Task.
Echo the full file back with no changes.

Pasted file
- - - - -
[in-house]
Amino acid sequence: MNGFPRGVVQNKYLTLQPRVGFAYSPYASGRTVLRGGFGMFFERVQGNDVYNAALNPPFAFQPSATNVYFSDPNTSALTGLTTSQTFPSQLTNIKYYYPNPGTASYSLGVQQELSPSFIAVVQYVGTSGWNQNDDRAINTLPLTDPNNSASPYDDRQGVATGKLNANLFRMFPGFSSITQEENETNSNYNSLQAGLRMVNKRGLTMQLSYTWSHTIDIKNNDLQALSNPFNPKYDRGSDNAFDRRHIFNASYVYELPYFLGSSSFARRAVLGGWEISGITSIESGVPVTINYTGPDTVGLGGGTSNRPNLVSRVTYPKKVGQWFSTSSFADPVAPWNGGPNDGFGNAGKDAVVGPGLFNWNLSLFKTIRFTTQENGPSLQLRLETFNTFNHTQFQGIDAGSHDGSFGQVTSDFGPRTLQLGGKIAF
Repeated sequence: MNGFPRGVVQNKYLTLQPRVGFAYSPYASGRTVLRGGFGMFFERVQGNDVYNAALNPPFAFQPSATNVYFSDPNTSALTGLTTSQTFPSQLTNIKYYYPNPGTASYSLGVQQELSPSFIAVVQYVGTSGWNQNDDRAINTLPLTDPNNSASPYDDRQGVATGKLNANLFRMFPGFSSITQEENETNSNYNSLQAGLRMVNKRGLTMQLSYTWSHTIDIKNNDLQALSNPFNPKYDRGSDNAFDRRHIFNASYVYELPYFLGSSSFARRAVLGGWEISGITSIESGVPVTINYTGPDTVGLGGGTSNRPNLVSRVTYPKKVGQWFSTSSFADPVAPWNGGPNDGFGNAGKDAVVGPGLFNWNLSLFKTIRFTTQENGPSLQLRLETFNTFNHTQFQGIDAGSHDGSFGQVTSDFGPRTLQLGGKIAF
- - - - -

[in-house]
Amino acid sequence: MNGFPRGVVQNKYLTLQPRVGFAYSPYASGRTVLRGGFGMFFERVQGNDVYNAALNPPFAFQPSATNVYFSDPNTSALTGLTTSQTFPSQLTNIKYYYPNPGTASYSLGVQQELSPSFIAVVQYVGTSGWNQNDDRAINTLPLTDPNNSASPYDDRQGVATGKLNANLFRMFPGFSSITQEENETNSNYNSLQAGLRMVNKRGLTMQLSYTWSHTIDIKNNDLQALSNPFNPKYDRGSDNAFDRRHIFNASYVYELPYFLGSSSFARRAVLGGWEISGITSIESGVPVTINYTGPDTVGLGGGTSNRPNLVSRVTYPKKVGQWFSTSSFADPVAPWNGGPNDGFGNAGKDAVVGPGLFNWNLSLFKTIRFTTQENGPSLQLRLETFNTFNHTQFQGIDAGSHDGSFGQVTSDFGPRTLQLGGKIAF
Repeated sequence: MNGFPRGVVQNKYLTLQPRVGFAYSPYASGRTVLRGGFGMFFERVQGNDVYNAALNPPFAFQPSATNVYFSDPNTSALTGLTTSQTFPSQLTNIKYYYPNPGTASYSLGVQQELSPSFIAVVQYVGTSGWNQNDDRAINTLPLTDPNNSASPYDDRQGVATGKLNANLFRMFPGFSSITQEENETNSNYNSLQAGLRMVNKRGLTMQLSYTWSHTIDIKNNDLQALSNPFNPKYDRGSDNAFDRRHIFNASYVYELPYFLGSSSFARRAVLGGWEISGITSIESGVPVTINYTGPDTVGLGGGTSNRPNLVSRVTYPKKVGQWFSTSSFADPVAPWNGGPNDGFGNAGKDAVVGPGLFNWNLSLFKTIRFTTQENGPSLQLRLETFNTFNHTQFQGIDAGSHDGSFGQVTSDFGPRTLQLGGKIAF